Beyond fan’s emotions, the real historical significance if Momota wins is marking Japan’s debut on a winner roll call list that has not yet deviated from Denmark, China, and Indonesia – who’ve each supplied at least three champions each.

We only have to look across to the women’s category to observe that once Thailand broke the same three nations vice like grip on the trophy in 2013, it opened the psychological door for Spain and Japan to also ride the wave of confidence to the top.

Next frontier

For all the chatter and excuses made that anybody can beat anybody, the World Championships followed by the Olympics nevertheless still marks the next frontier. Recognition at the Superseries or World Tour 1000 level alone isn’t enough to move the group psychology.

Surely 46 Superseries titles (four All Englands counted) and a World Tour 750 (his 12th Malaysian Open victory) achieved by Malaysia’s Lee Chong Wei so far is overwhelming proof of being far from stale and his year on year supremacy in badminton? It is. But there’s no getting away from it a World Championships clearly bestows some kind of halo.

Peculiar to badminton, it so happens that big titles are also better served with a build up of hype of which Lee Chong Wei, who is sadly sitting out Nanjing due to doctor’s orders, has a heap of perennially as does the man of the moment, 23 year old, Mr. Momota.

Take for instance, in 1992, the masses were ready for the stroke genius of Zhao Jianhua to claim his third All England but Liu Jun was inspired on the day and helpfully Zhao wasn’t. Either way China staved off the competition but who else has uttered Liu’s name recently or, for that matter, the 2007 women’s singles World Champion?

In terms of timing, Japan’s men’s singles are primed. Since the dawn of the decade there’s been an All England runner-up whose highest ranking was world #3. Momota surpassed that to reach #2. After which, during Momota’s sojourn at Superseries level, his teammates Nishimoto and Sakai have become runners-up. Kanta Tsuneyama followed up Momota’s World Tour win a week later with his own Tour 500 Thailand Open triumph.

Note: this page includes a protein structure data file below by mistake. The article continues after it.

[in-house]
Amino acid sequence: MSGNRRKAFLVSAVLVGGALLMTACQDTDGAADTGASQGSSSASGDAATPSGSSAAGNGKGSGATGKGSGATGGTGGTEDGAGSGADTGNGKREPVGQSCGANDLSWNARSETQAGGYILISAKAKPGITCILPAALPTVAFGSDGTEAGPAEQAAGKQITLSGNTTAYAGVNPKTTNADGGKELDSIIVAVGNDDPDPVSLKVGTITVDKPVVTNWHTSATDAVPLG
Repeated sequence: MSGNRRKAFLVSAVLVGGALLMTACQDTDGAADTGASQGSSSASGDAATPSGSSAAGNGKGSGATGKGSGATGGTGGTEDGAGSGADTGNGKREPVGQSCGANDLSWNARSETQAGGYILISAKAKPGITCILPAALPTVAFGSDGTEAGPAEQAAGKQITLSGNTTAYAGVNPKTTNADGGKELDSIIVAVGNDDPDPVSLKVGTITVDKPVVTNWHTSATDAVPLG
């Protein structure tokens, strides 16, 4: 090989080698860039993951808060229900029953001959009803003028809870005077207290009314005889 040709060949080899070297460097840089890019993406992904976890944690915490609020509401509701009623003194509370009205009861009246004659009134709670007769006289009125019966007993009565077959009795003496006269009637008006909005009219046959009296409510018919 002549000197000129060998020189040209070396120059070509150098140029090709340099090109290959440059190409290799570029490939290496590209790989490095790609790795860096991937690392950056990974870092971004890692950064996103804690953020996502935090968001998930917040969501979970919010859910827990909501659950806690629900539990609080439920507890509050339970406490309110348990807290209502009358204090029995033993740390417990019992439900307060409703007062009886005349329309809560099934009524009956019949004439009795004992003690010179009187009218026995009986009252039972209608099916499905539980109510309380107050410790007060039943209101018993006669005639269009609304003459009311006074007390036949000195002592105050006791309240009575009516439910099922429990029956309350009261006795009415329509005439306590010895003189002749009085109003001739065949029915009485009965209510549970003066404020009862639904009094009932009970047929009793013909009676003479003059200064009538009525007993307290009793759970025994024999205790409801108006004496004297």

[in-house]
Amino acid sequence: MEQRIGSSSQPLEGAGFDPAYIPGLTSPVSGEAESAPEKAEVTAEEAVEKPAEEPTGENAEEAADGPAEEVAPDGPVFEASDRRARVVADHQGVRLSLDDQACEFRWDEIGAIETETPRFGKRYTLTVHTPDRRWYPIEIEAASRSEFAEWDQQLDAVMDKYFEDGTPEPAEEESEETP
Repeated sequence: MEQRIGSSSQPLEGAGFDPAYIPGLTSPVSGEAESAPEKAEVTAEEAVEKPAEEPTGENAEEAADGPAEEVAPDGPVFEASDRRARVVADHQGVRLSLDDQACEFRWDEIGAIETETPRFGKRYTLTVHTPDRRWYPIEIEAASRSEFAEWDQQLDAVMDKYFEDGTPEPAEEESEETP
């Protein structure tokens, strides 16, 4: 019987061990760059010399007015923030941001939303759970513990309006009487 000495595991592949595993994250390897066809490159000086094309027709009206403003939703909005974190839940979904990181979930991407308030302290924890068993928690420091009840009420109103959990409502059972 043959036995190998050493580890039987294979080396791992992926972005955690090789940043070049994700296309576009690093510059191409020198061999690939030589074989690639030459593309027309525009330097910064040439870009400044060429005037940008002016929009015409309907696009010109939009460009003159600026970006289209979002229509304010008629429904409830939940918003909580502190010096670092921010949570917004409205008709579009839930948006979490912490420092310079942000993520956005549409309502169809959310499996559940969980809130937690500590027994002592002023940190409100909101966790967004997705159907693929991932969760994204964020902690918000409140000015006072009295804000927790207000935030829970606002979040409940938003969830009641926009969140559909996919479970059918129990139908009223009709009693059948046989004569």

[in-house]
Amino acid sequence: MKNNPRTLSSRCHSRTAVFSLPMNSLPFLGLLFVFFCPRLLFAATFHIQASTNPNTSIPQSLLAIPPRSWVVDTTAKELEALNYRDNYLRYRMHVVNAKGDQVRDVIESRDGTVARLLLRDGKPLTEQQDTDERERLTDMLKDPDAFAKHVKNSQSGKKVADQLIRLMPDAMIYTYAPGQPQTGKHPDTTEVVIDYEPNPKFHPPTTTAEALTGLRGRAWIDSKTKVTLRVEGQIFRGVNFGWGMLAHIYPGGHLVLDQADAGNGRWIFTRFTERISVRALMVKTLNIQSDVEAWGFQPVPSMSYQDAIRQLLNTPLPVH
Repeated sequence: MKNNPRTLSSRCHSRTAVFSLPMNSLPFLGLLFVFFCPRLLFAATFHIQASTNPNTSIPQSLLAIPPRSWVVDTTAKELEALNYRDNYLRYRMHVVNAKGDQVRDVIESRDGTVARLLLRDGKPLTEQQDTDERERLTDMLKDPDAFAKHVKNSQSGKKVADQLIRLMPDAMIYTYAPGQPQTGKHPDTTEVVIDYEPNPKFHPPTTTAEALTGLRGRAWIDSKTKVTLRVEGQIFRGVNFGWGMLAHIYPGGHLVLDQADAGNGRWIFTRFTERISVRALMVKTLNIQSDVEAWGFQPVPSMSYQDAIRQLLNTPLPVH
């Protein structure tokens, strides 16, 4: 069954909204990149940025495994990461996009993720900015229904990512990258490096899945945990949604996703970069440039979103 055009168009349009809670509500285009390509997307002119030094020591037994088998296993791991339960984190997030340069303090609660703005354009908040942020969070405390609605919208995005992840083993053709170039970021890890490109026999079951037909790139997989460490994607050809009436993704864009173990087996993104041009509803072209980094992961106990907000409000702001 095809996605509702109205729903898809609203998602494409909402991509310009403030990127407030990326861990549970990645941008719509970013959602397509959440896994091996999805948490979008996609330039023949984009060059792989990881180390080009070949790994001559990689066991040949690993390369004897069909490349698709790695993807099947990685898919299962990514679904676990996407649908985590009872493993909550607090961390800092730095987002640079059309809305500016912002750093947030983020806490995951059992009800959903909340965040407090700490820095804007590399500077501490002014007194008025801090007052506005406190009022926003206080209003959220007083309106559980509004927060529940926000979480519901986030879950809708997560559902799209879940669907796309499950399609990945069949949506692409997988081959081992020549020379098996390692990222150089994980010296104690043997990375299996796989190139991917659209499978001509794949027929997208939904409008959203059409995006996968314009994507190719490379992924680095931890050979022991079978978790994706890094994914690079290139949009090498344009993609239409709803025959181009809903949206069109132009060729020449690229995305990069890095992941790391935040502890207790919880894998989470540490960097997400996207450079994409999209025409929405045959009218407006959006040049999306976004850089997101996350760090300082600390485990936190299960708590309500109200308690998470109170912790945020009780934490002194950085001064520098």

Thus, World Championships gold is the breakthrough needed to truly seal Japan’s or India or Taiwan’s badminton currency on the map. It hardly matters whether that this is not the most treacherous competition of the year. It is the flow on effect that’s prized.

Men’s singles: Momota’s lucky lane

As the logic goes, the same applies for China if Shi Yuqi wins because he represents their next wave especially while his country has succumbed to relative underdog status in this discipline. Chen Long doing the deed wouldn’t boost morale as much.

Defending champion Viktor Axelsen has his work really cut out should he prevail to meet third seed Shi from the adjacent quarter. Shi’s threat is a smash containing more bite than most which benefits him come the rubber game. Axelsen, though creative at deflecting attacks, we have seen grow despondent under the pressure of sustaining his optimal brilliance. The niggling thought that Shi possesses a heavy and reliable second smash coupled with speedy legs to address desperate dropshots could weigh down the Dane.

Shi’s toughest third round would be meeting ninth seed Lin Dan. Too much familiarity, lack of coaching when compatriots play, and stamina if it heads into the third game are variables that tilt in the younger’s man favour. However, the majority of the crowd will always be on Lin’s side and by choosing to continue his career past three lifetimes worth of accolades, the greatest player of all time and last year’s runner-up obviously has a good reason. Still, a Shi-Momota final is not out of the question.

Sixth seeded Momota appears untouchable as he shows up among the 15th and 16th seeds while Lee Chong Wei’s absence is the only bright spot at the very bottom of the draw where it’s now a three way tussle for the opportunity to play Momota. India’s top hitman Srikanth Kidambi would have to navigate past Indonesia’s finest Jonathan Christie and Anthony Ginting first in all likelihood.

Korea are spoken of as one of the kings and queens of the sport but their foray into men’s singles sainthood has to wait another year with former world #1 Son Wan Ho also a late withdrawal.

Women’s singles: #Tai trending

Momota’s swift return to form whilst not exposing him straight into the highest competition until this year has meant little time for the top eschelon to solve the riddles he poses. In 2017, Kidambi held a comparable advantage but either squandered the chance to capitalise on it at the Worlds or Son Wan Ho had figured him out.